There’s no freer business model than the freelance one. You’re able to be your own boss, work your own hours, and take on the customers you want. However, such freedom can also create uncertainty as you never quite know what your next project will be or where your next paycheck might come from.
For the unseasoned freelancer, such a concept can be daunting. However, the uncertainty will be much easier to manage if you implement some of the following ideas:
Don’t Overburden Yourself with Overheads
Taking on too many financial obligations as a freelancer isn’t always the best idea, particularly when your income changes from week to week. So, rather than taking on an office lease that bites heavily into your bottom line, consider the much more affordable and flexible option of serviced offices.
The lease-free arrangement of serviced offices means you don’t have to worry about whether you can afford to commit to a space long-term. Most serviced offices also come furnished, so there’s no need to purchase anything.
Set a Budget
Receiving that first big paycheck as a freelancer can be exciting. Suddenly, your bank account is looking healthy, and you may be tempted to treat yourself to a few luxury purchases as a reward.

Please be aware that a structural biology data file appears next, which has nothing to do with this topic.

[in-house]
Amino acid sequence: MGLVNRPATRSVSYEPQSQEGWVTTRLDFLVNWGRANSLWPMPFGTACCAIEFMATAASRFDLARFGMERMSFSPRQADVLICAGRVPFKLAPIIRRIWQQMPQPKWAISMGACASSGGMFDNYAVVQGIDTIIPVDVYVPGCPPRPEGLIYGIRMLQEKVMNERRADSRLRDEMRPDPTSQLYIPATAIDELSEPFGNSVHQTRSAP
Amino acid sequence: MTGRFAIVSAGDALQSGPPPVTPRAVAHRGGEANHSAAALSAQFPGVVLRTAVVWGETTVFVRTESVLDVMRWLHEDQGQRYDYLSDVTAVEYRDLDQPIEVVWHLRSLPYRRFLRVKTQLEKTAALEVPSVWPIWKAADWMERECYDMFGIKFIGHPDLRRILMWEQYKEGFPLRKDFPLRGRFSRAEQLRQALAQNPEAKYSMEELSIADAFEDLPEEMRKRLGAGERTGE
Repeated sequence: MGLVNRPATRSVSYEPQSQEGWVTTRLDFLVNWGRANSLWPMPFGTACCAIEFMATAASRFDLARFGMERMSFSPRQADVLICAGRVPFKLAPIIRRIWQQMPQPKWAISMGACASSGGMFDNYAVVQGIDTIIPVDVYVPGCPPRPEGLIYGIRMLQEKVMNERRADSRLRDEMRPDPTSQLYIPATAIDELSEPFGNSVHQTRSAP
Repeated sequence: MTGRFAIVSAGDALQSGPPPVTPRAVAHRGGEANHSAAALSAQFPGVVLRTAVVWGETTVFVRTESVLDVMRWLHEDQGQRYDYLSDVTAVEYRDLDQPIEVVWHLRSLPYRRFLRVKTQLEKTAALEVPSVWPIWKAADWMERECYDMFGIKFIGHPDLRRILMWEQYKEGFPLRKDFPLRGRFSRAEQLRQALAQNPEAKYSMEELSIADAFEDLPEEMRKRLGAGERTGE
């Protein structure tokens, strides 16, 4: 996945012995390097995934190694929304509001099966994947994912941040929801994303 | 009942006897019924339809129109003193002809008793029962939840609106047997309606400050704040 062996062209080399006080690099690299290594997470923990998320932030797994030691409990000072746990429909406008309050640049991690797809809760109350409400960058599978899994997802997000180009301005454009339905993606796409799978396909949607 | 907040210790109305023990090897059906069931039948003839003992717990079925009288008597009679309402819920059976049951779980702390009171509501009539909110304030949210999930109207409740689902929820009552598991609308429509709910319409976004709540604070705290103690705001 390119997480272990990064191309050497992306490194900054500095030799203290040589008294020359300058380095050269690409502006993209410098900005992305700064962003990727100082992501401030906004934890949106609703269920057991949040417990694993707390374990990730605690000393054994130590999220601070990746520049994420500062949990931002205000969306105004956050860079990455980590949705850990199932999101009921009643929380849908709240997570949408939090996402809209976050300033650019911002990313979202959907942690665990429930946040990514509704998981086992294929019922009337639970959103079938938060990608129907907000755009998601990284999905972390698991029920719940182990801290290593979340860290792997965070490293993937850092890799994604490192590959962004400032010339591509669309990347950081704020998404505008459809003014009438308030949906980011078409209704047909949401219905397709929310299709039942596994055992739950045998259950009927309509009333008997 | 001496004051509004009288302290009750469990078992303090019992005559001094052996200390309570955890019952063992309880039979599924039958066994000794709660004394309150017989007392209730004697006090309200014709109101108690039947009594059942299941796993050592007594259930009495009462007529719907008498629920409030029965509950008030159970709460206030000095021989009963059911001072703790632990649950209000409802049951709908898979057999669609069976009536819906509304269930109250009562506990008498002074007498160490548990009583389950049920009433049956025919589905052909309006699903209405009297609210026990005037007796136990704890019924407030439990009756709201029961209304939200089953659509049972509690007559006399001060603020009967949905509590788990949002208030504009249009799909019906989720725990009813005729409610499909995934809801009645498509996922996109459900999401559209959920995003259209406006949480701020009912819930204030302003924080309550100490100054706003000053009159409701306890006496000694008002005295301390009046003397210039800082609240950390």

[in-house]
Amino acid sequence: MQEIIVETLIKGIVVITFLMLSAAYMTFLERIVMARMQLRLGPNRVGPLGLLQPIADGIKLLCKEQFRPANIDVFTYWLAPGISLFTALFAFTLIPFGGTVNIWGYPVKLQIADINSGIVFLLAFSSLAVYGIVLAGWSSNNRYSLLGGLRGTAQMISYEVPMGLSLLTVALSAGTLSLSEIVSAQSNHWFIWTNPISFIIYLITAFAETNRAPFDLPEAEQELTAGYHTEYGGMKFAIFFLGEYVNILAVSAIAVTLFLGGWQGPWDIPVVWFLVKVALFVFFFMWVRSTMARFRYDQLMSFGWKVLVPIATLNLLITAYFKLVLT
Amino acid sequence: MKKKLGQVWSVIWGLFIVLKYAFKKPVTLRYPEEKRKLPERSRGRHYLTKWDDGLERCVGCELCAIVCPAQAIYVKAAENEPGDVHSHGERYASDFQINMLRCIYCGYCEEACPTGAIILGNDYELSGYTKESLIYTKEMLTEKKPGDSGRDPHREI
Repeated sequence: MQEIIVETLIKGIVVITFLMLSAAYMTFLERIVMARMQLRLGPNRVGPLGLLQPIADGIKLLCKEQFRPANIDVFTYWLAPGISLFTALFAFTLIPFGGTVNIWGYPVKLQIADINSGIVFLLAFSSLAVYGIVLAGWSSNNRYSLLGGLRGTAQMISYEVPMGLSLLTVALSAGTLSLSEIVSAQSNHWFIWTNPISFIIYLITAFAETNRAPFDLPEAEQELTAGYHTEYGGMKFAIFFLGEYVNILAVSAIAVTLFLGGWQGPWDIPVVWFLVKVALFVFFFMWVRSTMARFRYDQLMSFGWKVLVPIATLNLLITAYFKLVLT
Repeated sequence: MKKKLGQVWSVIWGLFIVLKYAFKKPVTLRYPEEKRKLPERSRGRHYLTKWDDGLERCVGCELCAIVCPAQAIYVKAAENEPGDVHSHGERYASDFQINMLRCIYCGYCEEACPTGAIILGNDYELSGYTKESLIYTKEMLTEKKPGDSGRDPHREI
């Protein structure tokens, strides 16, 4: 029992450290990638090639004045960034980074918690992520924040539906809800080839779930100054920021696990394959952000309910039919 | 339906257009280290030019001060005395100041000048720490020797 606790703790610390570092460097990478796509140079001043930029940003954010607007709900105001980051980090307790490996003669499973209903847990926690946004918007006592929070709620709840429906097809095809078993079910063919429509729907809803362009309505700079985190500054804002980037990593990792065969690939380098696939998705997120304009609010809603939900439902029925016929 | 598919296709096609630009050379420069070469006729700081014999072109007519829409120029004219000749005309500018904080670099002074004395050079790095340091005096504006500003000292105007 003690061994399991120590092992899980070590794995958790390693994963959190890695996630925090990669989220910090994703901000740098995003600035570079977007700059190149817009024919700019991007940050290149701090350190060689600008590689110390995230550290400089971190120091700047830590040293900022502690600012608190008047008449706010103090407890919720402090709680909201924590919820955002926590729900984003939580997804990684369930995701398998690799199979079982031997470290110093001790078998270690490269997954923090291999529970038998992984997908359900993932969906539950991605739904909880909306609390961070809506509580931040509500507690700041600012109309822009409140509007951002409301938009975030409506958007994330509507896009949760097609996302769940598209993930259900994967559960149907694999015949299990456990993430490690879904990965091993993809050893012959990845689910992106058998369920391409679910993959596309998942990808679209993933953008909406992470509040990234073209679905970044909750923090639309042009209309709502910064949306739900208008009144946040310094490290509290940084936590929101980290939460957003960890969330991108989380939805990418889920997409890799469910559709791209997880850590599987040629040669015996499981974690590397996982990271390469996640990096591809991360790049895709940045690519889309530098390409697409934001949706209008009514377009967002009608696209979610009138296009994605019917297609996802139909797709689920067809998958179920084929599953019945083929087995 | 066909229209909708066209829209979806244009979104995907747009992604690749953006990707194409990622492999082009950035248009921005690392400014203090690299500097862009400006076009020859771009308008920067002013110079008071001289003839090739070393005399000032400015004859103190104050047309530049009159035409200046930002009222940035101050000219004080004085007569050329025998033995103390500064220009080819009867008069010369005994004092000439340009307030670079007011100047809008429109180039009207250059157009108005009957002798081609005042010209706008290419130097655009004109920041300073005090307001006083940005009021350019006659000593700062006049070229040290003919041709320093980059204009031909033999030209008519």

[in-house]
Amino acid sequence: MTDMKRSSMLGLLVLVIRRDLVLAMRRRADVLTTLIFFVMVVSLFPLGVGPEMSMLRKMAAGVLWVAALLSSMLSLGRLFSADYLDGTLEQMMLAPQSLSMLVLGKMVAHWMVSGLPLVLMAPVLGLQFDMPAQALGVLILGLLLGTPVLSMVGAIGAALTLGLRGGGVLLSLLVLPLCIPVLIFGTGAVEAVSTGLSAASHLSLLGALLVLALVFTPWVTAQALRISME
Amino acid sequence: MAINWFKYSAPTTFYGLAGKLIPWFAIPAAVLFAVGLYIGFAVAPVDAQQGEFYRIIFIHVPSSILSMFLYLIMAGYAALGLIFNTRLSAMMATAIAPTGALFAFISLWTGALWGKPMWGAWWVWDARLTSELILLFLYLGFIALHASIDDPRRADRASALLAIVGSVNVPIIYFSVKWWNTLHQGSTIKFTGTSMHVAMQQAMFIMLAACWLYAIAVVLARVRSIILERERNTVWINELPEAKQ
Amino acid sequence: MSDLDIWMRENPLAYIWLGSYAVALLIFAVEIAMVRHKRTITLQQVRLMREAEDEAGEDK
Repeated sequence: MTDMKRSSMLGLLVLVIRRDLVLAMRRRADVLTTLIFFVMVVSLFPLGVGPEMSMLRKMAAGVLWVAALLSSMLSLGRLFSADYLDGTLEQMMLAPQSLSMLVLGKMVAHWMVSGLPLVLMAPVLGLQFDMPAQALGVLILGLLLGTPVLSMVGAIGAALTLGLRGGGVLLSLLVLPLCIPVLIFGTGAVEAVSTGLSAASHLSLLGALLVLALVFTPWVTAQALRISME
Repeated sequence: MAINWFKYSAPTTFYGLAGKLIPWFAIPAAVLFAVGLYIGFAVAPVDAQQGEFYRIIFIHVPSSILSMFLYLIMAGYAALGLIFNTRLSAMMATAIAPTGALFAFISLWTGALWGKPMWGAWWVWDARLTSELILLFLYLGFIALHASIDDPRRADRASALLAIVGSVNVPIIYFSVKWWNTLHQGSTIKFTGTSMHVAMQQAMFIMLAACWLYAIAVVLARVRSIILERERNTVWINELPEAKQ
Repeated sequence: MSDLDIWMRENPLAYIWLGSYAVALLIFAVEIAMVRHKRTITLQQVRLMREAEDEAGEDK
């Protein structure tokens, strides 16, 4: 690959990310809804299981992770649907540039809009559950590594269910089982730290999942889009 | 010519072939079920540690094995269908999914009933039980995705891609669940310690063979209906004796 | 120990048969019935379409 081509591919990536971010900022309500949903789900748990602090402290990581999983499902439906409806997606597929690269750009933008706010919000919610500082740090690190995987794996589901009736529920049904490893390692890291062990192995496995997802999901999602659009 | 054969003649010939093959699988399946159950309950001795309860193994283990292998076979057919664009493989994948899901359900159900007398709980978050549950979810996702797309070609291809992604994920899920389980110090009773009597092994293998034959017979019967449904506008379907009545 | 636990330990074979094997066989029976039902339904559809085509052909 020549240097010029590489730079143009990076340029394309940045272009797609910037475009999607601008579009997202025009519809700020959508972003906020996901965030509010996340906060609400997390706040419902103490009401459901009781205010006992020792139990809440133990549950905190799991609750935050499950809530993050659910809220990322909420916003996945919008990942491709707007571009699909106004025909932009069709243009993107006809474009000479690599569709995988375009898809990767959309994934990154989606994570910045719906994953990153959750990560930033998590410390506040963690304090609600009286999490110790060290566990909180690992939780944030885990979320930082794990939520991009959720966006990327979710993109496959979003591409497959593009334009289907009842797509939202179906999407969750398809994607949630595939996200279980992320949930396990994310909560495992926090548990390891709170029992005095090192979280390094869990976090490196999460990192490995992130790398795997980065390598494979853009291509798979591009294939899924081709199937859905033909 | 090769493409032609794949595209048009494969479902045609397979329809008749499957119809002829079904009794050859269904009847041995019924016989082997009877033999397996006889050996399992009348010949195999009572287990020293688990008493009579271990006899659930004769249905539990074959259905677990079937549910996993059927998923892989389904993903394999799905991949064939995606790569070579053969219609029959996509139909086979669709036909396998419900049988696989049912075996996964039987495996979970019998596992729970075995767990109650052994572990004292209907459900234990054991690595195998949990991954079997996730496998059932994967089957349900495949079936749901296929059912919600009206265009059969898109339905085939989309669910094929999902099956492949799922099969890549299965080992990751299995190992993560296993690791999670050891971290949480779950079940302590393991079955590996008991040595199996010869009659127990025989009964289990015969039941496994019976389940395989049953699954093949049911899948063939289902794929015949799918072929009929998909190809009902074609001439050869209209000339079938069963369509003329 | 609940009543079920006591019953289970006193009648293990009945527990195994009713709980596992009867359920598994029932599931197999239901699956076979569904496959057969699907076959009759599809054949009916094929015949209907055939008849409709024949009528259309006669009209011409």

Before you buy a new car or splash out on electronics, think about when your next paycheck will arrive and how much it will be. With inconsistent income a standard part of freelancing life, it’s essential to spread out your payments and make them last the distance.
Only spend what’s necessary for the average working week until you establish a pay structure that allows for regular income. Failure to budget may cause shortfalls you weren’t expecting.
Have a Plan B
No one likes to admit that their freelance lifestyle won’t allow for financial stability, but it can happen. You might have lost a client who contributed to the majority of your income, or you may get hit with a string of unexpected bills.
In that case, make sure you have a plan B. Though freelancing is growing in popularity, you may need to take on a second job or have an emergency fund you can tap into when you’re running low on funds. Sometimes, even just having a plan B can give you the confidence you need to take freelancing risks that lead to success.
Don’t Rely on One Client
One of the biggest mistakes both freelancers and businesses can make is relying on a single client to offer financial security. Even if one client does provide most of your income, make sure you have others who bring just as much to the table. If you were to rely on one client and they reach a point where they no longer require your services, you can be in significant strife.
Set Payment Boundaries
Some businesses are not always that concerned with paying their contractors on time. While it’s no inconvenience to them to manage overdue payments, it can have a significant impact on your financial stability.
Early on, set payment boundaries and enforce them. Send invoices with firm deadlines, and follow up with reminders when those deadlines are missed. Your clients should soon learn that you won’t tolerate late payments.
Being a freelancer can be challenging, especially as both your income and workload can be inconsistent. You may not even be sure if this is the right lifestyle for you. However, the tips above can be how you ride those waves of uncertainty and come out on top.